The state of the connected car

Automakers are rushing to develop the best in-car platforms, but the real possibilities remain elusive.
concepti

Even a casual stroll through last week’s Canadian International Auto Show proves that, beyond self-driving cars and electric engines, automaker’s innovation mandates are focused on connected car platforms – the software that allows users to treat their car as a mobile device to communicate, stream music or do the many tasks that smartphones allows us to do on the move.

But as automakers have rushed into the maturing space, it has produced mixed results that have yet to live up to the promise of what a connected car could be.

Emma Hancock, partner at ad agency Heroes & Villains and frequent commentator on the automotive industry, says the tech experience available in cars now will lay the groundwork for what auto tech platforms will eventually become as AI-powered personal assistants and autonomous cars gain prevalence in the market.

While much of the discussion around autonomous cars have been around “self-driving,” the AI that powers them will inevitably also lead to a vastly different user experience inside the car, she says. Where cars seem to be headed is to a place where they can connect not just to your device or the internet, but to you as a person.

As an example, she points to Toyota’s Concept-I, a concept car meant to represent the company’s idea for what an autonomous car could look like in 2030. Debuted at CES this year, it explores the idea that AI is not just used to navigate and avoid collisions. It can learn about the driver through the Yui personal assistant, knowing when you’re hungry and suggesting to place a food order, or using biometric sensors to take the wheel when it senses you are too tired or angry to drive.

“That is something that shows off everything an autonomous car could be,” Hancock says. “It’s a friendship that it has with the driver, and goes beyond this cold, clinical machine that only sends warning bells when you’re about to make the wrong lane change. We are at the limit of what we can do from an infotainment space because there is nothing else that I can safely consume while I drive. [Concept-i is] the kind of thing that shows the really exciting experiences that are down the road.”

With that promised future in mind, connected cars were a major focus at the Canadian International Auto Show in February, which showcased the Canadian launch of Toyota’s Entune and Lexus’ Enform app suites, major updates to BMW’s iDrive and Chrysler bringing its Uconnect to more models.

This prevalence is remarkable because these companies are devoting time, resources and engineering talent to developing and improving their own, proprietary platforms when third party options like Android Auto or Apple CarPlay are right there for the taking.

Of course, the big reason for that is control.

“Ten years ago, big car companies saw the connected car as just another part to get from a supplier,” says Hancock. “Over the last few years, they realized that when you control that part of the car, you control the data. And when you control the data you control the customer. Then they realized that Apple and Google are going to be their competition, and working with them would be giving away their crown jewels.”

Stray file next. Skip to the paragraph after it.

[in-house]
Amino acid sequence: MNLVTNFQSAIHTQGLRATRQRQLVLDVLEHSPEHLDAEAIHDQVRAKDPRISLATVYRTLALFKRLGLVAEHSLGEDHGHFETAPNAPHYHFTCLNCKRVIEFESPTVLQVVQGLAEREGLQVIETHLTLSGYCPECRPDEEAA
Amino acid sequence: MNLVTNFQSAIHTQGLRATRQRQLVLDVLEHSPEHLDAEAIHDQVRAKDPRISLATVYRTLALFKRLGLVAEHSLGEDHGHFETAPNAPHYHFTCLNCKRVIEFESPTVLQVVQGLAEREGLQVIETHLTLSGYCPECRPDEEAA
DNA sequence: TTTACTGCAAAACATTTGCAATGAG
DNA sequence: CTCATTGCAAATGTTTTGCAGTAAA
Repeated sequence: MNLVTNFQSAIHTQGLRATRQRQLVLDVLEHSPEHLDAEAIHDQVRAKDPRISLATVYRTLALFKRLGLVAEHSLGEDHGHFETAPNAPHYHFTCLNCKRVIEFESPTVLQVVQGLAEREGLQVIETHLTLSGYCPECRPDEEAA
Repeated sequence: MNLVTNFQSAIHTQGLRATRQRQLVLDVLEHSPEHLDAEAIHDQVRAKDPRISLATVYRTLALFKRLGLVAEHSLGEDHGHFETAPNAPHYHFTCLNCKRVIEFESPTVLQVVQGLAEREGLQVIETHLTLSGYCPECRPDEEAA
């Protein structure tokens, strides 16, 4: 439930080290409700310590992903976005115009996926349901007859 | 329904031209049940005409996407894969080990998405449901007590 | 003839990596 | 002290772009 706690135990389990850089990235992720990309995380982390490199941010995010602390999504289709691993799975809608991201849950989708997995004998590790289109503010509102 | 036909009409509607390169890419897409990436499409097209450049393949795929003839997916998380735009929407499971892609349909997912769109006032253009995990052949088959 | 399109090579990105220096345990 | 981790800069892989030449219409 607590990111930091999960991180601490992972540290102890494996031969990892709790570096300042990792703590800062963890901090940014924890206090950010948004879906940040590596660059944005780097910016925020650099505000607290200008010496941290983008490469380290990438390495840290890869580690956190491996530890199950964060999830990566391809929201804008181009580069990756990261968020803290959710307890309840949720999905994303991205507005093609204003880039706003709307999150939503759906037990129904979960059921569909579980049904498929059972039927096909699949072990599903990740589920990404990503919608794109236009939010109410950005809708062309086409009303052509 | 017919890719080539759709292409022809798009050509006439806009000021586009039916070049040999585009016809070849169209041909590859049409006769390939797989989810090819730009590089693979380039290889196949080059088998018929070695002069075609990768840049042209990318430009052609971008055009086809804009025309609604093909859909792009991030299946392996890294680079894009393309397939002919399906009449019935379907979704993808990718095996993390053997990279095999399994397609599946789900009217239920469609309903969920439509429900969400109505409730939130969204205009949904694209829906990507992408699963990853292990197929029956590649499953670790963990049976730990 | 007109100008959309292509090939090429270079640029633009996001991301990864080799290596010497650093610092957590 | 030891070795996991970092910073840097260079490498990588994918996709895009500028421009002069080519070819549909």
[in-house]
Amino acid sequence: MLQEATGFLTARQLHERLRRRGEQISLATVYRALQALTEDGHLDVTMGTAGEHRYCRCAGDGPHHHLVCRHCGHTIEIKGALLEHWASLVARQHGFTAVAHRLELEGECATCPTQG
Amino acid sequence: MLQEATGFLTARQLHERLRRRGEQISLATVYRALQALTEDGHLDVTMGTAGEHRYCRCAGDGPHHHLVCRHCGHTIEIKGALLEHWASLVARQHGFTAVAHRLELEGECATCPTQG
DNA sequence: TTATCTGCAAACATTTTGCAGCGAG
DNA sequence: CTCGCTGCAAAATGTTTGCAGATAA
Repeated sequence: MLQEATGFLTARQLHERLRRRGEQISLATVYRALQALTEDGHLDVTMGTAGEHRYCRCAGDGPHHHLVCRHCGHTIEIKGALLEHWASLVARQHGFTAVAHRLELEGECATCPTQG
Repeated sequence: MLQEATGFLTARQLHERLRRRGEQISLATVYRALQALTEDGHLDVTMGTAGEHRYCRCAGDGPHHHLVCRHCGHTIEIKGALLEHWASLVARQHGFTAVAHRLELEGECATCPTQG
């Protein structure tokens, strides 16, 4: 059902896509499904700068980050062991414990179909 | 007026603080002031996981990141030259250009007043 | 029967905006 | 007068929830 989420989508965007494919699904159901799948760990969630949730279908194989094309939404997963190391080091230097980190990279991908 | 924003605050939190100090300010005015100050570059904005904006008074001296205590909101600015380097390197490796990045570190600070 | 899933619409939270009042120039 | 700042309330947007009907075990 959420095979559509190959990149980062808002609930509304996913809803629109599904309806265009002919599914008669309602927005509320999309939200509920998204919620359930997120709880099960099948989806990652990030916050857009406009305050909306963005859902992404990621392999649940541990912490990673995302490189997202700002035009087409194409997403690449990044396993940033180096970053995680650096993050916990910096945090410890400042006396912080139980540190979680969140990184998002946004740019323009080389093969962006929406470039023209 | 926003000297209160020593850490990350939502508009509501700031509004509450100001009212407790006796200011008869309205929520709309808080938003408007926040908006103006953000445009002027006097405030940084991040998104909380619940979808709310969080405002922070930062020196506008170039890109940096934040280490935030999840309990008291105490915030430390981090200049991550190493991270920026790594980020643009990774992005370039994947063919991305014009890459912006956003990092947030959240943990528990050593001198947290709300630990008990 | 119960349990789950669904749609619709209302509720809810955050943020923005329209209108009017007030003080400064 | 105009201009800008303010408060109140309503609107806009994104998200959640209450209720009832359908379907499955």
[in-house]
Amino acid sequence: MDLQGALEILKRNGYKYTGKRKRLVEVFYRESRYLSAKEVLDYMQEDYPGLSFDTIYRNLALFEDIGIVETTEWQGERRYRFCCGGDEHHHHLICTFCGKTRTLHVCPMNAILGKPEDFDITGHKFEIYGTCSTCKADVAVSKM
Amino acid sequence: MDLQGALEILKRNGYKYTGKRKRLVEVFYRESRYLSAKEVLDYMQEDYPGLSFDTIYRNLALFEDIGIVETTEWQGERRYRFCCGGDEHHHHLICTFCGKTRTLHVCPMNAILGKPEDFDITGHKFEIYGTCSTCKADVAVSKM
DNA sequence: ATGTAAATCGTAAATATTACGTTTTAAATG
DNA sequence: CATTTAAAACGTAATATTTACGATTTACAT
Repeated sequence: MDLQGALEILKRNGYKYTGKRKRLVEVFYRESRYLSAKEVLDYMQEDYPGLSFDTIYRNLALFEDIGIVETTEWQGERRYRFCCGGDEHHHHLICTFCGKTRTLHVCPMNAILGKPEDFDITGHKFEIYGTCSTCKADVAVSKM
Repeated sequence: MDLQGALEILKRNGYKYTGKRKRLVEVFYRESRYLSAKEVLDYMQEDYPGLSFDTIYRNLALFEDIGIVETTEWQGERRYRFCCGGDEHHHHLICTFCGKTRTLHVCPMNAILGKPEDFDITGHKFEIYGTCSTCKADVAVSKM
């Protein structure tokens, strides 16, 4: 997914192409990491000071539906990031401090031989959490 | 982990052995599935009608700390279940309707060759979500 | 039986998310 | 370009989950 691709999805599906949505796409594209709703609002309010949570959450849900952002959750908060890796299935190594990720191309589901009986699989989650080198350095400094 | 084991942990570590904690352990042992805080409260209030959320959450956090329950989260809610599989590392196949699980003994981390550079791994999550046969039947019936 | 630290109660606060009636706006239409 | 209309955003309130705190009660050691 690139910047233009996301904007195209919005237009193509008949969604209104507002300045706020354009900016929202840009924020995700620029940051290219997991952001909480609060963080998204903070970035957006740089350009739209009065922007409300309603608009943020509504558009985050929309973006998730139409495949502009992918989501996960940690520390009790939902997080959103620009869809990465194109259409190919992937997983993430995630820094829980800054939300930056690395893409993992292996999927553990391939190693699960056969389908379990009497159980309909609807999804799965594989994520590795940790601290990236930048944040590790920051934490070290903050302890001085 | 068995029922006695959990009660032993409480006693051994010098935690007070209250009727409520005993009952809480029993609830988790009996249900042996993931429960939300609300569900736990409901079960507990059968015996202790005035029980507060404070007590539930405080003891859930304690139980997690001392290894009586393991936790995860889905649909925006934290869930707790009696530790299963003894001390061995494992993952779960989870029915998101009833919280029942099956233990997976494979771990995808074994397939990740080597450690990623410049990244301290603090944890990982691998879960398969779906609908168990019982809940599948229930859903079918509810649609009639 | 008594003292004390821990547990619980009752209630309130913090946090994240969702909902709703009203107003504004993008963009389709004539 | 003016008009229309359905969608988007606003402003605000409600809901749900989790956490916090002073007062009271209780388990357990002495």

Tech analyst Carmi Levi also points to the fact that proprietary connected car platforms are points of competitive differentiation, and this has created something of an arms race. However, automakers are rushing to be the first to offer the latest and greatest feature, he says, whether consumers want it or not, and whether the features they already have even work.

“They are still struggling with basic things like how to offer software updates and ensuring the features work reliably without bugs. And in many cases, they are being negatively impacted on the reliability and customer satisfaction ratings because of these difficulties,” Levi says, adding this rush seems be ignoring consumer demand.

“No consumer ever walks into a dealership lamenting the features that aren’t there. There’s not a mass uprising demanding that automakers double and triple the load of what’s built in to their connected car platforms. If you are stranded on the road in the middle of a Canadian winter, you just want it work.”

Hancock points to Ford’s new Sync 3 and Chevrolet’s MyLink as examples of platforms that seem to have prioritized a simpler interface and ease of use.

“In a $20,000 Ford Focus, you have an amazing ability to get exactly what you need, and quickly,” she says. “It’s easy to connect with your [mobile] device and easy to navigate and get to the features you need. The main problem with [many] fancy infotainment systems is that they’re really hard to access, integrate with your device and navigate while you’re in the driver’s seat.”

While consumer demand seems to be more for platforms like Apple’s CarPlay and Android Auto – which offer full access to a phone’s apps from the driver’s seat – Levi says that might not be the best thing for a person who needs to focus on the road. He says an emerging trend is not simply handing the keys to Google and Apple, but partnering with them so certain apps and voice-controlled assistants like Siri or Amazon Alexa can be accessed through driver-friendly interfaces.

“This gives the manufacturers a leg up on customizing the in-car experience while still giving consumers what they are looking for and in a way that respects the demands that are on someone who is behind the wheel,” Levi says.